#5 Similar risk of ACL graft revision for alpine skiers, football and handball players: the graft revision rate is influenced by age and graft choice
Reference: Br J Sports Med. 2019 Aug 9. pii: bjsports-2018-100020. doi: 10.1136/bjsports-2018-100020. [Epub ahead of print]
Authors: Ekeland A, Engebretsen L, Fenstad AM, Heir S
Summary: The risk of graft revision following ACL reconstruction may depend on the sport type the individuals are engaged in. The purpose of this study was to report the ACL graft revision rate in alpine skiers, football and handball players. Primary ACL reconstructions and graft revision data from 2004 to December 2016 were obtained from the Norwegian Cruciate Ligament Registry. The graft survival rates were calculated for individuals in each of the three sport types, for bone patellar tendon bone (BPTB) and hamstring tendons (HT) grafts separately, and related to age at primary operation and sex. A total of 711 grafts in 14 201 primary ACL reconstructions were revised (5.0%) after median 6 years, 3.8% in alpine skiers, 5.0% in soccer and 6.1% in handball players (p<0.001). Adjusted Cox regression showed similar ACL graft survival rates in the three groups. The HR for graft revision was 5 times higher for individuals aged ≤18 years than for those aged ≥35 years (p<0.001). The corresponding HR for graft type was 1.8 times higher for HT than for BPTB grafts (p<0.001), but 2.8 times higher for individuals aged ≤18 years (p<0.001). The 12 years survival of BPTB grafts was 96% compared with 93% for HT grafts (p <0.001). The revision rate for ACL grafts was similar among alpine skiers, football and handball players, and the results support the use of BPTB grafts in young athletes with closed growth zones in the knee.


#6 Functional Deficits in the Wrist and Finger Joints of Goalkeepers After 20 Years of Playing Recreational Football
Reference: Sportverletz Sportschaden. 2019 Aug;33(3):142-148. doi: 10.1055/a-0884-3334. Epub 2019 Aug 16.
Authors: Hilber F, Wiesenberg A, Kerschbaum M, Ernstberger A, Worlicek M, Nerlich M, Prantl L, Koch M, Krutsch V, Krutsch W
Summary: Long-term damage in the hip, knee and ankle joints of football players has been thoroughly discussed in the literature. Compared with outfield players, however, goalkeepers sustain injuries to the upper extremities five times more often. There is a lack of studies on long-term functional damage to the wrist and finger joints of football goalkeepers. The hypothesis was that repetitive micro-traumas and injuries lead to degenerative diseases in goalkeepers after 20 years of playing recreational soccer.  The personal histories, injury histories and clinical examination findings of the wrist and finger joints of 27 goalkeepers were compared with the findings obtained in a control group of outfield players. Goalkeepers were significantly more restricted in finger movement (p < 0.05) and experienced more pain and swelling (p < 0.05) as well as higher levels of instability (p < 0.05) in the wrist and finger joints than outfield players. Medical history and clinical findings indicate deficits in the hands of soccer goalkeepers and a high prevalence of joint and ligament injuries sustained to the fingers over the course of their sports activity. This necessitates specific strategies in the future to prevent injuries and long-term posttraumatic deficits.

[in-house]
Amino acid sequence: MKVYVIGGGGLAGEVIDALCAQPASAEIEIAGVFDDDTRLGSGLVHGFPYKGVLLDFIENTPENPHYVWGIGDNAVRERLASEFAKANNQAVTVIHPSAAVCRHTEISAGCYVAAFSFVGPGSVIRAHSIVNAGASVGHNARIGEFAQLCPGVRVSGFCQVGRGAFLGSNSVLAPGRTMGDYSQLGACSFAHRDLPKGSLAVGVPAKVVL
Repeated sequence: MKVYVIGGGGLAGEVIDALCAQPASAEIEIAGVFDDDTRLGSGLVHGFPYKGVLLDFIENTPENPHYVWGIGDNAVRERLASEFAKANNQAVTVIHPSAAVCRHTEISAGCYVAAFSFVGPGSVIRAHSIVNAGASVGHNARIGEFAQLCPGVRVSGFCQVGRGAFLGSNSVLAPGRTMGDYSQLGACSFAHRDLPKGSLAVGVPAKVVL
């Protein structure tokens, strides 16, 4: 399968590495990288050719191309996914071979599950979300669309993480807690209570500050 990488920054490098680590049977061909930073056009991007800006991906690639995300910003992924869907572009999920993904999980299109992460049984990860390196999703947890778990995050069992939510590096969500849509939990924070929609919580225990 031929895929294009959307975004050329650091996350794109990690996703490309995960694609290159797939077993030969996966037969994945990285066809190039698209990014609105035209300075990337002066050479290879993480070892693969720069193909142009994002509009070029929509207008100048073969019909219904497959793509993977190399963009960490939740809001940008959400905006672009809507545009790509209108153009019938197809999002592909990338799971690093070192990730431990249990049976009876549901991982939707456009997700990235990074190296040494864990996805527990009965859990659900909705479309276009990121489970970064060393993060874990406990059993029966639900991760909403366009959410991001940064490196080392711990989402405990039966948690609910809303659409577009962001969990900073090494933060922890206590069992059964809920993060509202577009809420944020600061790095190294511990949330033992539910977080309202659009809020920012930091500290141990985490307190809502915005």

#7 Editorial: Fatigue and Recovery in Football
Reference: Sports (Basel). 2019 Aug 13;7(8). pii: E192. doi: 10.3390/sports7080192.
Authors: Clarke N, Noon M
Download link: https://www.mdpi.com/2075-4663/7/8/192/pdf


#8 Play-by-Play Network Analysis in Football
Reference: Front Psychol. 2019 Jul 25;10:1738. doi: 10.3389/fpsyg.2019.01738. eCollection 2019.
Authors: Korte F, Link D, Groll J, Lames M
Download link: https://www.ncbi.nlm.nih.gov/pmc/articles/PMC6669815/pdf/fpsyg-10-01738.pdf
Summary: This study identifies dominant and intermediary players in football by applying a play-by-play social network analysis (SNA) on 70 professional matches from the 1. and 2. German Bundesliga during the 2017/2018 season. SNA provides a quantification of the complex interaction patterns between players in team sports. So far, the individual contributions and roles of players in football have only been studied at match-level considering the overall passing of a team. In order to consider the real structure of football, a play-by-play network analysis is needed that reflects actual interplay. Moreover, a distinction between plays of certain characteristics is important to qualify different interaction phases. As it is often impossible to calculate well known network metrics such as betweenness on play-level, new adequate metrics are required. Therefore, flow betweenness is introduced as a new playmaker indicator on play-level and computed alongside flow centrality. The data on passing and the position of players was provided by the Deutsche Fußball Liga (DFL) and gathered through a semi-automatic multiple-camera tracking system. Central defenders are identified as dominant and intermediary players, however, mostly in unsuccessful plays. Offensive midfielders are most involved and defensive midfielders are the main intermediary players in successful plays. Forward are frequently involved in successful plays but show negligible playmaker status. Play-by-play network analysis facilitates a better understanding of the role of players in football interaction.